WINTER & CYCLES
A Warm Winter
JoAnna Bennett, O’Brien Communications Group
February 16, 2023
Yesterday, I had to do one of those routine household tasks. I had to take the garbage outside to the large bin. When I got to the front door – large bag of trash in hand – I realized I didn’t have any shoes on, only socks. It’s February. I thought about running to get my outside slippers from my bedroom closet. But when I looked at the sun shining brightly through the clouds, I had another idea. I was going to run outside barefoot. Why not?
This winter has been unusually mild for the part of the world I live in. There were only three days that were so cold the air hurt my face. And while part of me worries that global warming is to blame for this respite, I also remember years in the past in which the winters were equally mild. I remember years when the grass remained green – at least partially – year-round. I remember years – like this one – when I had no need to use my trusty snow shovel. I remember years when the idea of wintering never came to fruition.
Whenever I think about the winter, I think about Katherine May’s book, The Wintering. I read The Wintering last April, at a time when the winter was behind us and the spring was around us. As she says in her book, “Winter is not the death of the life cycle, but its crucible.” The quote makes me wonder if missing out on the winter cycle may have some detrimental effects that I am not yet aware of.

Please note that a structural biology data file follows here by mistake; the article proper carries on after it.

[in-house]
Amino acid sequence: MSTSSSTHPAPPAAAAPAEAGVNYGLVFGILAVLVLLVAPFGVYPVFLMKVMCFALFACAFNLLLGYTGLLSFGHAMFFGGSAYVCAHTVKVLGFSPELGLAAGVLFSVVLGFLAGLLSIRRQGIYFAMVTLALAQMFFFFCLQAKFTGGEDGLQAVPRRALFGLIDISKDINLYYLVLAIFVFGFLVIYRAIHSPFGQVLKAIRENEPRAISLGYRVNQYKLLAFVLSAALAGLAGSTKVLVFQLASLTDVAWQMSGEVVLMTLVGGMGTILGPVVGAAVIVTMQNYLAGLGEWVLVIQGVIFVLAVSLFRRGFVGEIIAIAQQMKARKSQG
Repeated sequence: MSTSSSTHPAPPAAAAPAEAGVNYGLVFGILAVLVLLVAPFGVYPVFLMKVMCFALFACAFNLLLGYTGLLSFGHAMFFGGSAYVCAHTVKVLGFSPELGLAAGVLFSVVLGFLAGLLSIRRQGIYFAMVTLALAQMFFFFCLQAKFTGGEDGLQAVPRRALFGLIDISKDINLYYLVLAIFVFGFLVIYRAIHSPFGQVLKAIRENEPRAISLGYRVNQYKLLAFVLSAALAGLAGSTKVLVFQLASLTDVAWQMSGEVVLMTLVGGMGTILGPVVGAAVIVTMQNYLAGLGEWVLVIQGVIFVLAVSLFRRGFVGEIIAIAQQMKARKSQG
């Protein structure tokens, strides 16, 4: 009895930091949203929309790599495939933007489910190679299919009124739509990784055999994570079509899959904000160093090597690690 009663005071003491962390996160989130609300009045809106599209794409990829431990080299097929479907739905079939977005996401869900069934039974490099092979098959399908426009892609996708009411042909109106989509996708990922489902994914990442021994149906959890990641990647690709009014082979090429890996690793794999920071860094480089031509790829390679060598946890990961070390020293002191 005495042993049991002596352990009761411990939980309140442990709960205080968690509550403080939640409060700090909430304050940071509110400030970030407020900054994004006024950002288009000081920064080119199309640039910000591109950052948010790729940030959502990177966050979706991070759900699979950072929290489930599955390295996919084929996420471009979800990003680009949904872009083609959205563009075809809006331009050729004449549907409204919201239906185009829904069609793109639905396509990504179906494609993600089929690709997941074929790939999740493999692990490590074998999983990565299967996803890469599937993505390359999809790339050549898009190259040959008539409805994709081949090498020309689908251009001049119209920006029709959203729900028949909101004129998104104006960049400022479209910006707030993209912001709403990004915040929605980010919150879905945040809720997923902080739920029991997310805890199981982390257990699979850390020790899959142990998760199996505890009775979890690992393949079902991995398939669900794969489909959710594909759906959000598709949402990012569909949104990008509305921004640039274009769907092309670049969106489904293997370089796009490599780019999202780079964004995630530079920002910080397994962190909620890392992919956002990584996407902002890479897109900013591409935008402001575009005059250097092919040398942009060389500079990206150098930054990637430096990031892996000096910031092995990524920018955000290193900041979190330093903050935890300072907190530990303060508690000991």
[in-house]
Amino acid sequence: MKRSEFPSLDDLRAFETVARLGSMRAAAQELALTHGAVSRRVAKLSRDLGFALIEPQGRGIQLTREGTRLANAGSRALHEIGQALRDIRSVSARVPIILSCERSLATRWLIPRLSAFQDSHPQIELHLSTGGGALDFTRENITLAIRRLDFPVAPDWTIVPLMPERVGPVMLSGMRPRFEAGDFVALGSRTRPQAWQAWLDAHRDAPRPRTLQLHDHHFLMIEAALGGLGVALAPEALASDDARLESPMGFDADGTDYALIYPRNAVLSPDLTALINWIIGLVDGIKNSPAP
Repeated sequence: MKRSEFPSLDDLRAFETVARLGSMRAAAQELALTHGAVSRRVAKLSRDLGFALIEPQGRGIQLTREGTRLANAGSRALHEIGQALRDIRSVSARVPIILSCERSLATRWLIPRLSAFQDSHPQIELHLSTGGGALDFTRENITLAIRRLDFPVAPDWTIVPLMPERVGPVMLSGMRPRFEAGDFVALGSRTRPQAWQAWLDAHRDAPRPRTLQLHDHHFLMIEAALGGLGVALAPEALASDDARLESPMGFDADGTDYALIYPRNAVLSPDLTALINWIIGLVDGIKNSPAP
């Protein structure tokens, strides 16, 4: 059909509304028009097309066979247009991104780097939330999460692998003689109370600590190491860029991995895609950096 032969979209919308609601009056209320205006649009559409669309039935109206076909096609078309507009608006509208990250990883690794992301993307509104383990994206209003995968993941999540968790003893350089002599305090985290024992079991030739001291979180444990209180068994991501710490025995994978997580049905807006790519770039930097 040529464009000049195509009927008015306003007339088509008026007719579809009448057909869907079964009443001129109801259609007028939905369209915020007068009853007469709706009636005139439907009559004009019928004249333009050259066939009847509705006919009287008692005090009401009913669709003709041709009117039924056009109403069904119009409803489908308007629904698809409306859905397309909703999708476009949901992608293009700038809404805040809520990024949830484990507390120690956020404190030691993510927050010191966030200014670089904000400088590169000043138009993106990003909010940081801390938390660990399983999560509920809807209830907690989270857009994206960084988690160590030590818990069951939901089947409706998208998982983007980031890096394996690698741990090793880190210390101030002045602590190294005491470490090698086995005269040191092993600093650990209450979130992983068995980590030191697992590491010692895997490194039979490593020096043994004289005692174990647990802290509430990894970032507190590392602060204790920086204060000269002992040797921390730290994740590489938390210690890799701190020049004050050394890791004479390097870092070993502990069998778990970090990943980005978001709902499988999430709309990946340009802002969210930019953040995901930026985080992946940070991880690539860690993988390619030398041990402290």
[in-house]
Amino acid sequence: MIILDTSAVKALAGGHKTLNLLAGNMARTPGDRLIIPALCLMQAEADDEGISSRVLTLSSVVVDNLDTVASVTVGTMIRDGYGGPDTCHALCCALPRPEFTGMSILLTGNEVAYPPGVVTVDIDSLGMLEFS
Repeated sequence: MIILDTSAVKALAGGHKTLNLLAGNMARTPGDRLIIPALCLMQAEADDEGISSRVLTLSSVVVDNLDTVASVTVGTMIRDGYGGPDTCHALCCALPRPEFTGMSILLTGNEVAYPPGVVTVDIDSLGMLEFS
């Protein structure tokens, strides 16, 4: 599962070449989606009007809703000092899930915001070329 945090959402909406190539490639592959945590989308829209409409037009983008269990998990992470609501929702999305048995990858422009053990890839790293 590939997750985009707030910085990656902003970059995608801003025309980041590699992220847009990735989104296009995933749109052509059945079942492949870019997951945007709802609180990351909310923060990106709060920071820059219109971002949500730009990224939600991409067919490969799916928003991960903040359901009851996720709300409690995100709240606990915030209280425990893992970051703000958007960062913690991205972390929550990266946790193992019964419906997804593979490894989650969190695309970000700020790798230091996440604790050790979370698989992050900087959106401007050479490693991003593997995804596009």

And then I remind myself that the weather, as well as many other things in life, is completely out of my control. If we get a cold winter or an unusually mild winter, it’s something that needs to be dealt with, not controlled. Of course, there may be some detrimental effects of the mild weather, but that’s life. The cycle is ever changing.
And on my way back from the barefoot task of dropping the garbage in the large bin outside, I took a few minutes and stood barefoot on my front lawn. I thought of my body touching the Earth. I thought of how fortunate I was to get a little more grounded on a winter day. I imagined my feet growing roots and holding firm in the ground. I imagined the spring. I imagined my sunflowers growing again. I imagined my garden producing food. And I smiled.
Life may be an uncomfortable mix of warm and cold winters. But it’s the variety that reminds us — we’re alive.
The cycle can change. And that’s okay.